Bring water to a boil and then turn down heat and simmer.  When onions are cooked, blend soup mixture with a stick blender.  Adjust spices to taste.  Add water if mixture is too thick.  Continue to simmer soup, adding water as needed for desired consistency.

Taste frequently and adjust seasonings to taste.  Soup is done when you are satisfied with the flavor and consistency of the soup.

This hardy soup can be frozen for later use and can be modified by adding other vegetables or more squash and cooking and blending.  Don’t be afraid to try new spices to vary the flavor.

Savory Corn and Squash Fritters (Thanksgivukah Latkes)
I made up this Thanksgivukah latke in an attempt to combine two dishes, Corn Casserole and Squash Casserole, traditionally served at our Thanksgiving feast with the classic latke always enjoyed at Chanukah. I was surprised at how good they turned out. Lighter than potato latkes, they aren’t quite as bad for you as you might think.  Who knows…a new tradition may have been born! The only problem now is, which holiday do I make them for next year…Thanksgiving or Chanukah?

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  • 2 pounds raw yellow crookneck squash chopped and drained*
  • 2 cups fresh or frozen corn kernels (defrosted and drained)
  • 2 leeks, the white and light green parts only, chopped
  • 1 cup corn meal or corn bread mix**
  • 1 tablespoon baking powder
  • 1/2 teaspoon cumin
  • 1 clove fresh minced garlic or 1/2 teaspoon garlic powder (optional)
  • 1 teaspoon salt or to taste
  • Fresh ground black pepper  to taste
  • 2 eggs, beaten
  • Peanut or vegetable oil for frying

* Liquid from drained squash and leeks can be reserved for veggie broth for soups; it freezes well.

**If you use corn bread mix, reduce salt and baking powder by half

Squash Corn latkes 2013

For a spicier option, you can add chopped chile peppers to the fritter batter or experiment with different spices…dill, basil, tarragon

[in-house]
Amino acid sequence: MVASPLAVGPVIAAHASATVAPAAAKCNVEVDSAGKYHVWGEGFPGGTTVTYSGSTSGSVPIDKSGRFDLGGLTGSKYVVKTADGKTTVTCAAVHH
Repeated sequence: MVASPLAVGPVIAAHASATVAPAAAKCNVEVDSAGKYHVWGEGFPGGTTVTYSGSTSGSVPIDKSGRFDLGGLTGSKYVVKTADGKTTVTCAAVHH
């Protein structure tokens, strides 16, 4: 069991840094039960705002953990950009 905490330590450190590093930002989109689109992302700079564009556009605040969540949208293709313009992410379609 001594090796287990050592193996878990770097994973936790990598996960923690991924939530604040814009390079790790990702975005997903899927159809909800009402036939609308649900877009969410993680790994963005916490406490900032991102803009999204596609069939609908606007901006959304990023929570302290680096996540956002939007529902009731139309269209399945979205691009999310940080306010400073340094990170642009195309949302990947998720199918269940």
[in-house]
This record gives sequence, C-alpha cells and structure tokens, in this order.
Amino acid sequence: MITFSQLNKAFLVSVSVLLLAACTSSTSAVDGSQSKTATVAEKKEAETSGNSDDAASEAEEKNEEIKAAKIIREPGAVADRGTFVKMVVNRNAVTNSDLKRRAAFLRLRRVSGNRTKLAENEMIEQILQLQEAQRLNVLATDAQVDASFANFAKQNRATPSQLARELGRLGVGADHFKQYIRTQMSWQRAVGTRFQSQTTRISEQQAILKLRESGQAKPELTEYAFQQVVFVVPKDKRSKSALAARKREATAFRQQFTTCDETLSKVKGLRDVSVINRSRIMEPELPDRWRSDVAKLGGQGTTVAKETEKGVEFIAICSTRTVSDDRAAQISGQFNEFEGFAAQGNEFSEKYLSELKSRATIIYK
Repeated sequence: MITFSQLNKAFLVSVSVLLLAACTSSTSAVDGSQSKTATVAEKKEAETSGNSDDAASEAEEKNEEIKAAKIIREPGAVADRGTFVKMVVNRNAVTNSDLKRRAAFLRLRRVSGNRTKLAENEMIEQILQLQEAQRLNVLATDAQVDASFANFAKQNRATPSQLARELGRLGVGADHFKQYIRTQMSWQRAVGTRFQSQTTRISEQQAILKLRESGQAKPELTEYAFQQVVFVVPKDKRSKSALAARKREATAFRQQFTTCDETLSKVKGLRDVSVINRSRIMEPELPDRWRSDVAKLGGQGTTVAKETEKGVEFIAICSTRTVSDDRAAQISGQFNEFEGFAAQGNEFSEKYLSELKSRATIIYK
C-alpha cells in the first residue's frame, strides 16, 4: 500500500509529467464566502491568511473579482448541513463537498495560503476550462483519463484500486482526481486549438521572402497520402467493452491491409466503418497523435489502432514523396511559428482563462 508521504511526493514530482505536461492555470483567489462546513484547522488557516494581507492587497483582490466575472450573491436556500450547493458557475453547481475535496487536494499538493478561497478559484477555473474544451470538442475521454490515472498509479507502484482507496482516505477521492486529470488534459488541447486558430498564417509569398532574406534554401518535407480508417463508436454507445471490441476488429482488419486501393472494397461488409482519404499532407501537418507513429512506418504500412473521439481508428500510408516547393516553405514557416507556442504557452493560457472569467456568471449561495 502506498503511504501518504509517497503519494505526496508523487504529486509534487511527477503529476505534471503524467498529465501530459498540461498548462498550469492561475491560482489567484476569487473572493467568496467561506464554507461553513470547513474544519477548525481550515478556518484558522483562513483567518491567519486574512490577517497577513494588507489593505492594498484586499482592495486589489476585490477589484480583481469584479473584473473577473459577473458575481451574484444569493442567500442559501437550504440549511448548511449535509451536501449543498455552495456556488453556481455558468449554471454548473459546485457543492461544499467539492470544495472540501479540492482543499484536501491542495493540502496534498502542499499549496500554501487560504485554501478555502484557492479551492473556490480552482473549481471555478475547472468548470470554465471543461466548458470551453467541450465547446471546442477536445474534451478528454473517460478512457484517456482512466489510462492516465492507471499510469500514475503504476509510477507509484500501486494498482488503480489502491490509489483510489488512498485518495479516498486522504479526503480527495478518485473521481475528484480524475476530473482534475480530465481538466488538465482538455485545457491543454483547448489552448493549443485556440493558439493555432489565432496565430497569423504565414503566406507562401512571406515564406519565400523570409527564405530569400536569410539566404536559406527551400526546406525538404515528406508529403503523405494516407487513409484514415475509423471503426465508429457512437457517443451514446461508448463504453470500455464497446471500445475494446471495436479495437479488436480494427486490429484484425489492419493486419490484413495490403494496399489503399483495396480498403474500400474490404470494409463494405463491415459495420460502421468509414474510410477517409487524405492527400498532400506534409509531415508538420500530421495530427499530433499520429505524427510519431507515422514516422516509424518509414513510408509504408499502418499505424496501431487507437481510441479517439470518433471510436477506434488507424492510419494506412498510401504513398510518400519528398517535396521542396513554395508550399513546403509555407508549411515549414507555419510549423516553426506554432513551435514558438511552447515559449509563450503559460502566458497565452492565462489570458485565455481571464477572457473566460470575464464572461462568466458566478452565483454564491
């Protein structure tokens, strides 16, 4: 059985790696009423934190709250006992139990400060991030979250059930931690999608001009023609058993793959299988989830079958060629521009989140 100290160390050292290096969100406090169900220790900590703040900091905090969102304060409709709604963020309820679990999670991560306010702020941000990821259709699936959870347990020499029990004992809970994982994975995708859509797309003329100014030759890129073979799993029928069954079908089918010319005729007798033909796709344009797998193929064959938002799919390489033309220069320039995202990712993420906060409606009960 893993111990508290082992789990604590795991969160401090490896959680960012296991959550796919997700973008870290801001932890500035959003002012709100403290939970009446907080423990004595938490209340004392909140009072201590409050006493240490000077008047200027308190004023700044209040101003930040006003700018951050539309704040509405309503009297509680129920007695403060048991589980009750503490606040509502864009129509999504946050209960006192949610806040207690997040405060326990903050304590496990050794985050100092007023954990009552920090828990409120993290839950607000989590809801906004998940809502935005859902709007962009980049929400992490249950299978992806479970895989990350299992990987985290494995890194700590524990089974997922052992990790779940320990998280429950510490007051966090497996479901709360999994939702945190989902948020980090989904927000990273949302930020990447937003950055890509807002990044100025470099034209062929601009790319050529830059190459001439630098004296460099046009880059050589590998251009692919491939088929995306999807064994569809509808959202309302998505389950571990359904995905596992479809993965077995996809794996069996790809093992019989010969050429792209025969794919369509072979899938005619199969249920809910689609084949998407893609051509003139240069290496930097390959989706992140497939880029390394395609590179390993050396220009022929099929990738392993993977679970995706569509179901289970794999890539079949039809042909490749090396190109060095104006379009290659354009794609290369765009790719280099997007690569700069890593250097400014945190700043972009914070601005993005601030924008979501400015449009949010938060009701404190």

Wash yellow squash and leeks and chop in a food processor until pretty finely chopped. Place in a strainer and thoroughly drain excess water for about 30 minutes. Mix corn and chopped squash and leeks together .

In a large bowl, stir together corn meal, baking powder, spices, salt, and pepper.

In a small bowl, whisk together eggs and whisk into corn meal mixture. Combine squash, corn, and leek mixture with the corn meal and egg mixture and blend thoroughly.

Heat 1/4 inch of oil in a skillet over medium-high heat. Drop batter by spoonful into hot oil. Fry on both sides until crisp and brown. Drain on paper towels.

Serve with traditional latke toppings…sour cream and apple sauce or…

Top with your favorite salsa to spice things up a bit.  Or add a little salsa to sour cream.

Sauté some leeks and mix with sour cream, salt and pepper and a little fresh dill for a garden fresh accompaniment.

Try adding some cranraisins or fresh chopped cranberries to your applesauce this year in honor of Thanksgivukah

Plain Greek yogurt can be substituted for sour cream.

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◊ Thanksgivukkuh

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Dear mom,

I’ve been waiting and waiting for your reply and can’t hold out any longer. For the first time in decades, thanksgiving falls on the first day of Chanukah… celebrations commence in just 5 days and I have recipes to share!

Vendors in Jerusalem are revving up for Chanukah with stacks of sufganyiot glistening with sugar and dripping with red jelly. I’m banking on the Chanukah goodies in Israel to fill the void of not being home for Thanksgiving, but I know it won’t  work.

For me, the flavors of our Thanksgiving are easy to recreate; it’s the spirit that I will miss… especially the spirit of one tradition I wouldn’t dare repeat outside our home, the “women’s Slivovitz shot.”

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I remember hosting holiday meal after meal at our home back in the day – the men sat around sipping cocktails,  you women busied yourselves with mealtime preparations and us kids ran around recklessly. Just before serving the meal, all the ladies in the family discreetly downed shots of Slivovitz (plum brandy… 50% alcohol?) in the kitchen. You stumbled out with big platters of food and goofy smiles.